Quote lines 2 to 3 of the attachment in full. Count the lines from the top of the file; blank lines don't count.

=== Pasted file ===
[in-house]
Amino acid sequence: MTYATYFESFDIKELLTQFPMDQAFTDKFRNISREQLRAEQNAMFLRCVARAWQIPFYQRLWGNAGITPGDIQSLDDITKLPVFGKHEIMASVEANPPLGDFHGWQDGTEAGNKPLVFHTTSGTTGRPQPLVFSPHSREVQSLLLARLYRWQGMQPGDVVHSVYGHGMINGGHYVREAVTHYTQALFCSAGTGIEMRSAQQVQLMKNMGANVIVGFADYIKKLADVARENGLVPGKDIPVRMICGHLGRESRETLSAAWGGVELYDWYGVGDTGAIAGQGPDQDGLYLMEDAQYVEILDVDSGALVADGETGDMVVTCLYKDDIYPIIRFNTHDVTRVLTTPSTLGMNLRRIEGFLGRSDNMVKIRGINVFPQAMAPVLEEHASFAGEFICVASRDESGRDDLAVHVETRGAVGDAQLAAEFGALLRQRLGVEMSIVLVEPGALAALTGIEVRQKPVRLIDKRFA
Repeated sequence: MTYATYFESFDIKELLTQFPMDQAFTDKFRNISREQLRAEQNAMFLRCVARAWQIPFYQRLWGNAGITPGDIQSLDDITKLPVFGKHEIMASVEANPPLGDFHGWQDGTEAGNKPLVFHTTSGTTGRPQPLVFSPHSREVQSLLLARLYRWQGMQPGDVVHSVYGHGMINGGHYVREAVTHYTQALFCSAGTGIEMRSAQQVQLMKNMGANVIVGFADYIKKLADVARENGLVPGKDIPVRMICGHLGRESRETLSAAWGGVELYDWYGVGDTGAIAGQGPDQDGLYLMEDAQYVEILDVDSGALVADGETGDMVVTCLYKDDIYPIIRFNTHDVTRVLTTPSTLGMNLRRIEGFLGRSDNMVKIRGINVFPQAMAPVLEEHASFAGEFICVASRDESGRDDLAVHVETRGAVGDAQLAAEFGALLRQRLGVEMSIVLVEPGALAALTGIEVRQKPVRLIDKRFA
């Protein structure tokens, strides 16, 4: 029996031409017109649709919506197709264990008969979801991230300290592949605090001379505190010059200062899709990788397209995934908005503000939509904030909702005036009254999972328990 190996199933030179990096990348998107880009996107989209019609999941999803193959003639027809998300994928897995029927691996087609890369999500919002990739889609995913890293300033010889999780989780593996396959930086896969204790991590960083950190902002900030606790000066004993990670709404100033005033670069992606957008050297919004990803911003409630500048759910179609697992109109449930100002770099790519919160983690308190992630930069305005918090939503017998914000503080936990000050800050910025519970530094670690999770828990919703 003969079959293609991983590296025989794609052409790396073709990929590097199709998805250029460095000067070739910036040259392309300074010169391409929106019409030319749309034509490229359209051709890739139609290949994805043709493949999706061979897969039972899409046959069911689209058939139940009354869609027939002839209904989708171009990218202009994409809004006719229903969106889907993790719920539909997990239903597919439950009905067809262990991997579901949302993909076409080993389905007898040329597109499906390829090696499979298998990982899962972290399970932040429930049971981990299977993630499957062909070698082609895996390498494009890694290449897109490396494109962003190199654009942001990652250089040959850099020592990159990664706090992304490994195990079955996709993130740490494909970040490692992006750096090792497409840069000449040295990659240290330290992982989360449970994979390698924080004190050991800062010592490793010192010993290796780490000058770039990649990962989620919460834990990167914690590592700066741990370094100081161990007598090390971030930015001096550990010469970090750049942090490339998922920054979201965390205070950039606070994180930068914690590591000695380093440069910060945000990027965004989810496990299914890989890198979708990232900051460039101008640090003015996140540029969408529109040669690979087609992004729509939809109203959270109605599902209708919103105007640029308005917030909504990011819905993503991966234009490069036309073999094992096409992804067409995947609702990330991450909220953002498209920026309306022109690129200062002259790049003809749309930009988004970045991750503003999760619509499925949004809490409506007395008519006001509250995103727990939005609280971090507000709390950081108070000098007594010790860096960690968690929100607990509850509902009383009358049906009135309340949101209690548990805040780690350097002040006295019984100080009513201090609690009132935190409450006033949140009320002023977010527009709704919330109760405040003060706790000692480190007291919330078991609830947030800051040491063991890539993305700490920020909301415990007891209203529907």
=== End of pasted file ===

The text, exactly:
Amino acid sequence: MTYATYFESFDIKELLTQFPMDQAFTDKFRNISREQLRAEQNAMFLRCVARAWQIPFYQRLWGNAGITPGDIQSLDDITKLPVFGKHEIMASVEANPPLGDFHGWQDGTEAGNKPLVFHTTSGTTGRPQPLVFSPHSREVQSLLLARLYRWQGMQPGDVVHSVYGHGMINGGHYVREAVTHYTQALFCSAGTGIEMRSAQQVQLMKNMGANVIVGFADYIKKLADVARENGLVPGKDIPVRMICGHLGRESRETLSAAWGGVELYDWYGVGDTGAIAGQGPDQDGLYLMEDAQYVEILDVDSGALVADGETGDMVVTCLYKDDIYPIIRFNTHDVTRVLTTPSTLGMNLRRIEGFLGRSDNMVKIRGINVFPQAMAPVLEEHASFAGEFICVASRDESGRDDLAVHVETRGAVGDAQLAAEFGALLRQRLGVEMSIVLVEPGALAALTGIEVRQKPVRLIDKRFA
Repeated sequence: MTYATYFESFDIKELLTQFPMDQAFTDKFRNISREQLRAEQNAMFLRCVARAWQIPFYQRLWGNAGITPGDIQSLDDITKLPVFGKHEIMASVEANPPLGDFHGWQDGTEAGNKPLVFHTTSGTTGRPQPLVFSPHSREVQSLLLARLYRWQGMQPGDVVHSVYGHGMINGGHYVREAVTHYTQALFCSAGTGIEMRSAQQVQLMKNMGANVIVGFADYIKKLADVARENGLVPGKDIPVRMICGHLGRESRETLSAAWGGVELYDWYGVGDTGAIAGQGPDQDGLYLMEDAQYVEILDVDSGALVADGETGDMVVTCLYKDDIYPIIRFNTHDVTRVLTTPSTLGMNLRRIEGFLGRSDNMVKIRGINVFPQAMAPVLEEHASFAGEFICVASRDESGRDDLAVHVETRGAVGDAQLAAEFGALLRQRLGVEMSIVLVEPGALAALTGIEVRQKPVRLIDKRFA